Rockefeller Center 
Split-Rocker, from the front
Desperate living (read the sign)
Giant roll of paper (or tissue?),
Chelsea
Street work, Chelsea

Monday, July 21, 2014

St. Mark's Bookshop Reopens

The last of the old shop

Since 1977 St. Mark's Bookshop has been a cornerstone independent bookseller in the East Village. The global economic crisis in 2008, coupled with a dizzying rent increase (to $23,500 per month) by its landlord, The Cooper Union (embroiled in its own institutional dramas), imperiled its existence at its two-decades-old home at 3rd Avenue between 8th and 9th Streets, leading to several online campaigns to keep the store afloat and, most recently, to ensure it could find a new location in Manhattan. After a hunt the owners found that new location, signing a lease in May for a storefront space at 3rd St. and Avenue A, just a few blocks south of Tompkins Square Park and so, as of this past weekend, St. Mark's Bookshop has reopened.


The new location, under construction
A few weeks ago I met up with a friend, Tisa B., who was visiting from California, and we dropped by the old St. Mark's, which was in the process of being dismantled, shelf by shelf. I stood and watched for a while, wistfully, remembering how often I'd visited the store over the years. It was, I can recall, the first store to stock copies of my first book. It also became, along with the now shuttered Nikos', an indispensable spot to find unusual journals and zines. Though I never read there, I attended a number of readings and talks there over the years, and more often than not would run into friends and acquaintances I hadn't seen in some time. Tisa and I thought the new location had already opened, but instead we found them still under constructed. We were too early, but it was clear the new space would be inviting.

The new location's façade
On E. 3rd Street
The new St. Mark's is considerably smaller (by half), though with a cleaner, airy design. The size is deceptive, though, because there's more room than I expected in the back. White, curving shelves beneath a black ceiling line the shop, a modular unit in the front of the store holds journals, and the book sections are all easier to find by sight. The stock, however, remains on the leaner side (except, strangely enough, for works by Karl Ove Knausgaard), though nowhere near as threadbare as several years ago, when St. Mark's barren appearance suggested the store might not survive. I've never found the staff particularly friendly, and this has carried over into the new store, but the one of the owners was in the day I dropped in, and we had a pleasant chat about St. Mark's carrying the Hilst translations (not there), among other things. Other books I was looking for were not in stock either, but I bought several books I did not already have, and look forward to returning later this year, when they're more fully up and running.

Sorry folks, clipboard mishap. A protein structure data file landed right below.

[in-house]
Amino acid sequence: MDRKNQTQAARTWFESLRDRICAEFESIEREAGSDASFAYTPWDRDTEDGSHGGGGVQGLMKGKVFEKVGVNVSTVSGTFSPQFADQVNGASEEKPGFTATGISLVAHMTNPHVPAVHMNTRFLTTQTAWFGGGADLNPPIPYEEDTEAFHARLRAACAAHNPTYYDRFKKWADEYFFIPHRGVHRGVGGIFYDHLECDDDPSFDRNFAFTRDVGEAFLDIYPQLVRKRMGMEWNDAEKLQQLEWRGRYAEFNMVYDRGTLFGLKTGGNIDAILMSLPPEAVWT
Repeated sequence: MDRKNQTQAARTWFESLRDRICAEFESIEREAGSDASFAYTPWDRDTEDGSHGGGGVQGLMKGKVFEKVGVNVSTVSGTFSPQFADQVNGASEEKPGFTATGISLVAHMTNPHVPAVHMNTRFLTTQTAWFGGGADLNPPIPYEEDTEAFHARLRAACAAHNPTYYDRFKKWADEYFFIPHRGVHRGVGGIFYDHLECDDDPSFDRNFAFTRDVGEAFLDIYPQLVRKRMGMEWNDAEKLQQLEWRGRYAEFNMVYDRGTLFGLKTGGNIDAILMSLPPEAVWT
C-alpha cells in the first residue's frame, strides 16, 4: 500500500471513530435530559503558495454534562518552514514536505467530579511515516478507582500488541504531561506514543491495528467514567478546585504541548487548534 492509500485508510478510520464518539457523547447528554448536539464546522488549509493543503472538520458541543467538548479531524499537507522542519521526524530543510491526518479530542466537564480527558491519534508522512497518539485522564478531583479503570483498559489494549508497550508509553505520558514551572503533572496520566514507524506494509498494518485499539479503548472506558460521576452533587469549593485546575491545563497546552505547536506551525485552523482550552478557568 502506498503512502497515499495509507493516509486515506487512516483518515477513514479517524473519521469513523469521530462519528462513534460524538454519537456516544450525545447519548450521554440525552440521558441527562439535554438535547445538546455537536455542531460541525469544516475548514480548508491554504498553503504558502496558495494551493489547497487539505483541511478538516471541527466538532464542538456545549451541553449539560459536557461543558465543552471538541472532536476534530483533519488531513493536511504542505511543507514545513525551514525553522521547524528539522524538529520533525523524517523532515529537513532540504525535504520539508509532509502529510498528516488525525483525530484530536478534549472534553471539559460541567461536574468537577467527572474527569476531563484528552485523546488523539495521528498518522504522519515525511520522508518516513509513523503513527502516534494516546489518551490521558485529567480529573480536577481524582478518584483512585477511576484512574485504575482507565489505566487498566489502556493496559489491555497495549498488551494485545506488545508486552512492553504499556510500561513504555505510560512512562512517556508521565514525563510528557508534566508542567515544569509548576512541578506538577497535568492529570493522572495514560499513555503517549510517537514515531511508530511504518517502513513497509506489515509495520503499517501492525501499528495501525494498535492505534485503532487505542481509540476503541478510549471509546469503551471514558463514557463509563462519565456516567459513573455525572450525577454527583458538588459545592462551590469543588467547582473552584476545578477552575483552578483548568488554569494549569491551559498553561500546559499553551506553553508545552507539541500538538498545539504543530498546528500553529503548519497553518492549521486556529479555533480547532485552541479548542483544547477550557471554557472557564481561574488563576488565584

The new space
The front of the store

Monday, June 23, 2014

"Mannahatta" Cited in HuffPost + Colleagues' & Students' Honors

A contemporary illustration showing Juan Rodriguez (holding pan)
establishing a trading post with Native Americans
on Manhattan Island in 1613. (Copyright © 
Charles Lilly Art
 and Artifacts Division, New York Public Library,
Schomburg Center for Research in Black Culture)
You never know what may appear in your email inbox, but unexpected good news is, at least for me, always welcome. I recently received some when Sandi Wisenberg, longtime co-director of Northwestern's graduate MA/MFA program, and literary advisor to TriQuarterly, wrote to say that my story "Mannahatta," which appears in Triquarterly'Issue 145, Winter/Spring 2014, was selected by Maddie Crum, for her Huffington Post list, "Read 15 Amazing Works of Fiction in Less Than 30 Minutes." With all the stories she quotes the opening line, and all are brief enough to take in, well, under half an hour. I'm always glad when my work merits some public acknowledgement, but I'm doubly happy that this story was name-checked, because I wrote it last fall, in the midst of demanding teaching (the writing-and-reading intensive undergraduate "Introduction to Literary Studies") and administrative duties (as acting Chair of African American and African Studies), and because it tells a far too little known story, about the histories of the African Diaspora and of New York.

When I read the story at Rutgers-Newark last winter during an event with my colleague Rigoberto González, I noted that doing so represented a personal and public 400th anniversary tribute to the story's protagonist, Juan (Jan) Rodríguez (Rodrigues). I hope the story whets readers' appetites for the rest of the collection, and for learning more about the rich and complex histories of our country; as was the case with Juan Rodríguez's story, "Mannahatta" is but the beginning.

UPDATE: I just saw on Facebook that Entropy, "a new website featuring literary & non-literary content," selected the translation of Hilda Hilst's Letters from a Seducer for its "Ultimate Summer Reading List." It's a wild ride, that will definitely take you places you usually don't venture in contemporary American literature! Definitely check out their list of other summer must-reads, by writers such as Hugo Ball (translated by Catherine Schelbert), Anne Carson, Joshua Corey, Hervé Guibert (translated by Nathanaël), Ray JohnsonDouglas Kearney, Kevin Killian, Édouard Levé (translated by Jan Steyn), Fred Moten, Sawako Nakayasu, Alejandra Pizarnik (translated by Yvette Siegert), and others.

***